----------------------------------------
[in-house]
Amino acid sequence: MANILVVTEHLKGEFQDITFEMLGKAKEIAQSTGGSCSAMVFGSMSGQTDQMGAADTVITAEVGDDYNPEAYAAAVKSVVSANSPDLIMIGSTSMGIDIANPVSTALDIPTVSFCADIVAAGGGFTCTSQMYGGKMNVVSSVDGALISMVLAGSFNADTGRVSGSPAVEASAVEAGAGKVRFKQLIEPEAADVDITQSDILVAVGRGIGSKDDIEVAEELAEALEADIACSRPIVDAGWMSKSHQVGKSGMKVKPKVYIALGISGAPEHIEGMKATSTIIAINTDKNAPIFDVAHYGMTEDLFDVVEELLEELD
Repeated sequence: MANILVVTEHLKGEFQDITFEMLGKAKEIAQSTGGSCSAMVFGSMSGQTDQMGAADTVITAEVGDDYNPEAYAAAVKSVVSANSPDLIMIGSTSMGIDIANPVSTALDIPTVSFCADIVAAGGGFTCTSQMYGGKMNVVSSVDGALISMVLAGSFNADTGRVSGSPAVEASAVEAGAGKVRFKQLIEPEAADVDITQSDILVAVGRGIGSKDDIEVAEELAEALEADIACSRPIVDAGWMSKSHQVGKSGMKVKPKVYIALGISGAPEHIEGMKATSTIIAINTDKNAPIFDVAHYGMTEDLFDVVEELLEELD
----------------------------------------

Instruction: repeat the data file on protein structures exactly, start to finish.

[in-house]
Amino acid sequence: MANILVVTEHLKGEFQDITFEMLGKAKEIAQSTGGSCSAMVFGSMSGQTDQMGAADTVITAEVGDDYNPEAYAAAVKSVVSANSPDLIMIGSTSMGIDIANPVSTALDIPTVSFCADIVAAGGGFTCTSQMYGGKMNVVSSVDGALISMVLAGSFNADTGRVSGSPAVEASAVEAGAGKVRFKQLIEPEAADVDITQSDILVAVGRGIGSKDDIEVAEELAEALEADIACSRPIVDAGWMSKSHQVGKSGMKVKPKVYIALGISGAPEHIEGMKATSTIIAINTDKNAPIFDVAHYGMTEDLFDVVEELLEELD
Repeated sequence: MANILVVTEHLKGEFQDITFEMLGKAKEIAQSTGGSCSAMVFGSMSGQTDQMGAADTVITAEVGDDYNPEAYAAAVKSVVSANSPDLIMIGSTSMGIDIANPVSTALDIPTVSFCADIVAAGGGFTCTSQMYGGKMNVVSSVDGALISMVLAGSFNADTGRVSGSPAVEASAVEAGAGKVRFKQLIEPEAADVDITQSDILVAVGRGIGSKDDIEVAEELAEALEADIACSRPIVDAGWMSKSHQVGKSGMKVKPKVYIALGISGAPEHIEGMKATSTIIAINTDKNAPIFDVAHYGMTEDLFDVVEELLEELD